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Perl hash and rehash seeds; deterministic hash ordering

 
 
ozgune@gmail.com
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      01-19-2007
Hi -

I just upgraded to Perl 5.8.6, and am evaluating the effect of random
hash ordering on my systems. Surprisingly, I seem *unaffected* by Perl
hash seeds (The following is a RHEL 3 box).

% perl -v
This is perl, v5.8.6 built for Linux-2.4c2.3-i686-64int

% perl -le '@a="a".."z";@a{@a}=();print keys %a'
HASH_SEED = 10308426221955932222
wraxdjyukhgftienvmslcpqbzo

% perl -le '@a="a".."z";@a{@a}=();print keys %a'
HASH_SEED = 2190859344420079461
wraxdjyukhgftienvmslcpqbzo

I tried this on a Fedora 3 box (5.8.6), and got the same behavior. On
OSX, the ordering is random as expected.

Looking into the source a little deeper, I see two different hash seeds
and two hash functions: PL_hash_seed (used by PERL_HASH) and
PL_rehash_seed (used by PERL_HASH_INTERNAL). PL_rehash_seed is
initialized in perl.c, but PL_hash_seed isn't.

"hv.c" seems to be calling PERL_HASH which relies on the uninitialized
seed. I added some printfs to the code, and ran perl:

% ./perl5.8.8 -le '@a="a".."z";@a{@a}=();print keys %a'
PL_hash_seed = 0
PL_rehash_seed = 17891139134198775779
IN HASH (NOT INTERNAL): PL_hash_seed = 0
IN HASH (NOT INTERNAL): PL_hash_seed = 0
..........
wraxdjyukhgftienvmslcpqbzo


Why are there two different hash seeds and hash functions? How can I
know for sure which one is going to be called?

Thanks,

Ozgun.

 
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Mumia W. (NOSPAM)
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      01-20-2007
On 01/19/2007 04:01 PM, http://www.velocityreviews.com/forums/(E-Mail Removed) wrote:
> Hi -
>
> I just upgraded to Perl 5.8.6, and am evaluating the effect of random
> hash ordering on my systems. Surprisingly, I seem *unaffected* by Perl
> hash seeds (The following is a RHEL 3 box).
>
> % perl -v
> This is perl, v5.8.6 built for Linux-2.4c2.3-i686-64int
>
> % perl -le '@a="a".."z";@a{@a}=();print keys %a'
> HASH_SEED = 10308426221955932222
> wraxdjyukhgftienvmslcpqbzo
>
> % perl -le '@a="a".."z";@a{@a}=();print keys %a'
> HASH_SEED = 2190859344420079461
> wraxdjyukhgftienvmslcpqbzo
> [...]


FWIW, I'm getting the same behavior on Debian 3.1 i386 and Perl 5.9.4.


--
Windows Vista and your freedom in conflict:
http://www.regdeveloper.co.uk/2006/1...eula_analysis/
 
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ozgune@gmail.com
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      01-20-2007
Any ideas if there is a better group to post this?

From
http://www.xray.mpe.mpg.de/mailing-l.../msg00584.html
on DoS attacks:

>> The neat effect is that now this:


../perl -le '@a="a".."z";@a{@a}=();print keys %a'

gives a different result for each run. That _really_ should teach
people
not to expect any particular ordering of hash keys...

On our systems however:

% perl -le '@a="a".."z";@a{@a}=();print keys %a'
wraxdjyukhgftienvmslcpqbzo

% perl -le '@a="a".."z";@a{@a}=();print keys %a'
wraxdjyukhgftienvmslcpqbzo


(E-Mail Removed) wrote:
> Hi -
>
> I just upgraded to Perl 5.8.6, and am evaluating the effect of random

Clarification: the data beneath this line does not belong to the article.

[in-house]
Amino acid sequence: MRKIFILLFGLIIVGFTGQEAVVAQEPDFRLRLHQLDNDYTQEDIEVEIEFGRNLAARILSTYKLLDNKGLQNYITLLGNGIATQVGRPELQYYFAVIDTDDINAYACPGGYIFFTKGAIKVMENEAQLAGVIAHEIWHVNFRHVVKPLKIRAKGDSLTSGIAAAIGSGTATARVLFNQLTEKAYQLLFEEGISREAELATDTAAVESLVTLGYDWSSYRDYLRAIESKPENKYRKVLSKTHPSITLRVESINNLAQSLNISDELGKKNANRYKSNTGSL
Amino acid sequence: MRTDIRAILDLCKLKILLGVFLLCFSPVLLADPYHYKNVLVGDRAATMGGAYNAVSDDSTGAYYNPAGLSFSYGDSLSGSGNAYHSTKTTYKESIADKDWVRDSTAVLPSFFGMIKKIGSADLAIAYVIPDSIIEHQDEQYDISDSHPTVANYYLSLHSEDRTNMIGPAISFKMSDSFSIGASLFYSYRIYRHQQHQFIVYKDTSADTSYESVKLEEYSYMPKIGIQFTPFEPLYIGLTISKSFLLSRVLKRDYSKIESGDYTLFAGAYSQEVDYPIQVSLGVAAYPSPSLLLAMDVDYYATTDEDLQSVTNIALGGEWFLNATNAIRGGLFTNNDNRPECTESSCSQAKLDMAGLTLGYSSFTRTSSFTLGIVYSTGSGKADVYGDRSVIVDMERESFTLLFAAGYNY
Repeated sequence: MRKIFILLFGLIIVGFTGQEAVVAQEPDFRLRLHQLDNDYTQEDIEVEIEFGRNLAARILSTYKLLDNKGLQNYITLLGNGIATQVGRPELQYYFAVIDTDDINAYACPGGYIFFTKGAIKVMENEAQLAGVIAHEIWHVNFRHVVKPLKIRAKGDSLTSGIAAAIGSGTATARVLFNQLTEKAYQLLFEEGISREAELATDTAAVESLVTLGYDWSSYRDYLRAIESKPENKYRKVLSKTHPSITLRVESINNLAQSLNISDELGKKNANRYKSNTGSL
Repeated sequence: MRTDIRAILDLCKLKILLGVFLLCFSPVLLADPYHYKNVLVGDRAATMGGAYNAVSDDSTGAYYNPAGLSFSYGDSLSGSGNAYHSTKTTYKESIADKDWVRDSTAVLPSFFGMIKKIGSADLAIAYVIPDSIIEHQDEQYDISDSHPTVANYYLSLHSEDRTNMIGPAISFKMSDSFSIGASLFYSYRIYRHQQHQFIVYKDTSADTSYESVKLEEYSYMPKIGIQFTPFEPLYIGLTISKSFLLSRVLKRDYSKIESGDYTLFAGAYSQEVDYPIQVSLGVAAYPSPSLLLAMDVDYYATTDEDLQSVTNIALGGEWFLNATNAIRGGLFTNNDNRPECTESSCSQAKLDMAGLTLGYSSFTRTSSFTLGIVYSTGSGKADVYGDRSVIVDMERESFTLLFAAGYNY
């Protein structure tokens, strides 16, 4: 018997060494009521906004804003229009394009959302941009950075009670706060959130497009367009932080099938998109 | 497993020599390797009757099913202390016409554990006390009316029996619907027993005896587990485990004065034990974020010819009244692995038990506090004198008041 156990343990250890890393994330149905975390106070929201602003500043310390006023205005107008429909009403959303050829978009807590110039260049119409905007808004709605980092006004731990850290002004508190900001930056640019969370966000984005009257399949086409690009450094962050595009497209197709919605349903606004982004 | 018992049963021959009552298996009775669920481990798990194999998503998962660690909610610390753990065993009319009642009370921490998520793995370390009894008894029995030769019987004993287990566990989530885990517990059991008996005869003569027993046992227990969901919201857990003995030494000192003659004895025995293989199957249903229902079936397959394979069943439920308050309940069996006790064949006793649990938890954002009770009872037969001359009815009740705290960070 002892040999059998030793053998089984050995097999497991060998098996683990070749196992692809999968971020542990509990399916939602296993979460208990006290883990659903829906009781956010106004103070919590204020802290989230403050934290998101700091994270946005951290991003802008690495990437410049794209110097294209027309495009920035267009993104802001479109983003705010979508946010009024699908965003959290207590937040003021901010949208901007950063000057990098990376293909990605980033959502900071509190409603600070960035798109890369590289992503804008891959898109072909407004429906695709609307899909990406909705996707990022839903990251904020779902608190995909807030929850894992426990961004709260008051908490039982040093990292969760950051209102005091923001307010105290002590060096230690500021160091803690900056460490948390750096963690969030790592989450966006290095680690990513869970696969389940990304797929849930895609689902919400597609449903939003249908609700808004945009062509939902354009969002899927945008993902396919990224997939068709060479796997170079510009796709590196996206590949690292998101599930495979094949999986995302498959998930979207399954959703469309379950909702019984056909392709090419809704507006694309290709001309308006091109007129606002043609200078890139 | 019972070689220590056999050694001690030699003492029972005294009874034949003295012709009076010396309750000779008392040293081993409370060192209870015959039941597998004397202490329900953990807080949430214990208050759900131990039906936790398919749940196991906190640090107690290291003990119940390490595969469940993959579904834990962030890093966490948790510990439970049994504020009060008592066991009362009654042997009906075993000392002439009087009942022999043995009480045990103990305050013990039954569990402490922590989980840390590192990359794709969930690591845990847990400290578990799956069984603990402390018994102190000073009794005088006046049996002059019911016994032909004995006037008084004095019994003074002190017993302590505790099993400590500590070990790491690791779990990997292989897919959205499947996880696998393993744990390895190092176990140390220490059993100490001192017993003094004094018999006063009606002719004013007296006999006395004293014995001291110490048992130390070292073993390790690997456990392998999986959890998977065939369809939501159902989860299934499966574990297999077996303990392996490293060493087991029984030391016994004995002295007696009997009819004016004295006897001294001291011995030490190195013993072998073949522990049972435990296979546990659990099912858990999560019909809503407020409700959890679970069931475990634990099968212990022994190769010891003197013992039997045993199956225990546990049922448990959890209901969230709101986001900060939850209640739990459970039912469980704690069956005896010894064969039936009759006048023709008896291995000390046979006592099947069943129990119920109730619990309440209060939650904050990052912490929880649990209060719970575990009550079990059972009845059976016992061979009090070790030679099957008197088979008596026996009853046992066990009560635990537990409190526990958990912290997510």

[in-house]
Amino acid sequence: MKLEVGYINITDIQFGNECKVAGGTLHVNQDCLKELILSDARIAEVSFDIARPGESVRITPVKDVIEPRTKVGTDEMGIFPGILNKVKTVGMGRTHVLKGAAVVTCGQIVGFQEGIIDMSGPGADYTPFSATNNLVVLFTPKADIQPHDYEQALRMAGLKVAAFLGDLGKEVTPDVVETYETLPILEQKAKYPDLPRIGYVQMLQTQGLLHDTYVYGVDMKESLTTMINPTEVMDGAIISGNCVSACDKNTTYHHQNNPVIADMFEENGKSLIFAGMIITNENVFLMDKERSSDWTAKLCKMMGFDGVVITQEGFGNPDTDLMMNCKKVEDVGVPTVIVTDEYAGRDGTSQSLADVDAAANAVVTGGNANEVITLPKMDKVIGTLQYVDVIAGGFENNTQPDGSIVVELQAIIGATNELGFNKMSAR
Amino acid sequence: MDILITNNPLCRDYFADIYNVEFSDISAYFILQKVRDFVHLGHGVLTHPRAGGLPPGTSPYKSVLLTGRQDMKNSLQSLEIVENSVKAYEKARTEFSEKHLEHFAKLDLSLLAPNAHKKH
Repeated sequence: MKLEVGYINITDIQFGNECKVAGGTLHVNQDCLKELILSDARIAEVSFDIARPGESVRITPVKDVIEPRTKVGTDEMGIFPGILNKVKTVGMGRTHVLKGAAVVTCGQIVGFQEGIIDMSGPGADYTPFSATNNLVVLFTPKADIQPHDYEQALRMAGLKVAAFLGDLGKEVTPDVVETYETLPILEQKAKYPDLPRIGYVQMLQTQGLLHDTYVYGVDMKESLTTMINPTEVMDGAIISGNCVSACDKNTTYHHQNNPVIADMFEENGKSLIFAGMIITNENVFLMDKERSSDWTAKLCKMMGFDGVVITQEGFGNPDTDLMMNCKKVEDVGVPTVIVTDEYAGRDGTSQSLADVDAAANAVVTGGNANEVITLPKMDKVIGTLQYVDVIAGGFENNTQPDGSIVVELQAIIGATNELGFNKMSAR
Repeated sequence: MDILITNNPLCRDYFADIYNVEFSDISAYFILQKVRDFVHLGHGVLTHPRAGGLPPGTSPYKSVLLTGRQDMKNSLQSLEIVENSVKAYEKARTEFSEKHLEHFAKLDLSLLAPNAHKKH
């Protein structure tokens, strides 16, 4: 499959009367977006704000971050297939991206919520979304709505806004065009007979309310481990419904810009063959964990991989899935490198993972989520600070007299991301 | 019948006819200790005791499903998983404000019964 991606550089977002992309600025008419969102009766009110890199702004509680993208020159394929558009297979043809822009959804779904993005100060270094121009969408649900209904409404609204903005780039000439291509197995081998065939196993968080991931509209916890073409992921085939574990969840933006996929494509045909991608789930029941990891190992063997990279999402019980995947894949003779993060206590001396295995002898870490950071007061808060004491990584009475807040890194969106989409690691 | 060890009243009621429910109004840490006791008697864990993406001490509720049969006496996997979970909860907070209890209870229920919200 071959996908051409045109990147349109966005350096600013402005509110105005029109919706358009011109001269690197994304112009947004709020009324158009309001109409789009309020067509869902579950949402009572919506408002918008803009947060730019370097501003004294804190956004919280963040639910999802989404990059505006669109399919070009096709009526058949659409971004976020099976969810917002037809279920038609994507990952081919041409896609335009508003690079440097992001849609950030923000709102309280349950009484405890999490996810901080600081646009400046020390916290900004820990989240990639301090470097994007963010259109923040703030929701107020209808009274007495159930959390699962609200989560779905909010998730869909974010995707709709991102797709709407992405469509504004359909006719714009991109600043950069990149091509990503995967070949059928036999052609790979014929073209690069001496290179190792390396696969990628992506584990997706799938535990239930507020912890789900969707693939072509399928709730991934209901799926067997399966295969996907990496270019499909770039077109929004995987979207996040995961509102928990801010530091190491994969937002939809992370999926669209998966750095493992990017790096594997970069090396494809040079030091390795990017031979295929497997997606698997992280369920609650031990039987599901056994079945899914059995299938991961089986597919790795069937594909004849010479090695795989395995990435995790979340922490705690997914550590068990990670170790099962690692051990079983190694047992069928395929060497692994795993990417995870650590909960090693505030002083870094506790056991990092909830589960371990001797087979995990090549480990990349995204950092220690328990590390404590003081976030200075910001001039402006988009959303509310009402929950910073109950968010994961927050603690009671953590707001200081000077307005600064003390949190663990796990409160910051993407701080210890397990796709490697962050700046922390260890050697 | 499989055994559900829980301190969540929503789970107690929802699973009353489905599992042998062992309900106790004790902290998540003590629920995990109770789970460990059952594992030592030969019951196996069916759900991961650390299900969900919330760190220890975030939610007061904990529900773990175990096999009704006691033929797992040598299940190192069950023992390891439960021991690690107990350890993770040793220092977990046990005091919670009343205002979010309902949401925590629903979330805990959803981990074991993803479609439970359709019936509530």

> hash ordering on my systems. Surprisingly, I seem *unaffected* by Perl
> hash seeds (The following is a RHEL 3 box).
>
> % perl -v
> This is perl, v5.8.6 built for Linux-2.4c2.3-i686-64int
>
> % perl -le '@a="a".."z";@a{@a}=();print keys %a'
> HASH_SEED = 10308426221955932222
> wraxdjyukhgftienvmslcpqbzo
>
> % perl -le '@a="a".."z";@a{@a}=();print keys %a'
> HASH_SEED = 2190859344420079461
> wraxdjyukhgftienvmslcpqbzo
>
> I tried this on a Fedora 3 box (5.8.6), and got the same behavior. On
> OSX, the ordering is random as expected.
>
> Looking into the source a little deeper, I see two different hash seeds
> and two hash functions: PL_hash_seed (used by PERL_HASH) and
> PL_rehash_seed (used by PERL_HASH_INTERNAL). PL_rehash_seed is
> initialized in perl.c, but PL_hash_seed isn't.
>
> "hv.c" seems to be calling PERL_HASH which relies on the uninitialized
> seed. I added some printfs to the code, and ran perl:
>
> % ./perl5.8.8 -le '@a="a".."z";@a{@a}=();print keys %a'
> PL_hash_seed = 0
> PL_rehash_seed = 17891139134198775779
> IN HASH (NOT INTERNAL): PL_hash_seed = 0
> IN HASH (NOT INTERNAL): PL_hash_seed = 0
> .........
> wraxdjyukhgftienvmslcpqbzo
>
>
> Why are there two different hash seeds and hash functions? How can I
> know for sure which one is going to be called?
>
> Thanks,
>
> Ozgun.


 
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Bo Lindbergh
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      01-21-2007
There's a flag in each hash that controls whether the random or the
non-random hash seed is used. Hashes start out non-random and switch to
random if and when the hsplit function thinks it's a good idea. Search for
"Pathological data" in hv.c for the details.

/Bo Lindbergh
 
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ozgune@gmail.com
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      01-22-2007
Thanks, that clears it; I wrongfully thought the original post on the
issue (Patch #22371) cited the final implementation behavior.

In summary, Perl gives no guarantees about the ordering of an hash's
key value pairs, and documents this behavior. Perl 5.8.8's
implementation will give a deterministic order until the hash split
can't redistribute the entries evenly. (More specifically, after a
split, if the longest chain in the hash still has a lot of entries,
Perl switches to random seeds.)

Ozgun.

Bo Lindbergh wrote:
> There's a flag in each hash that controls whether the random or the
> non-random hash seed is used. Hashes start out non-random and switch to
> random if and when the hsplit function thinks it's a good idea. Search for
> "Pathological data" in hv.c for the details.
>
> /Bo Lindbergh


 
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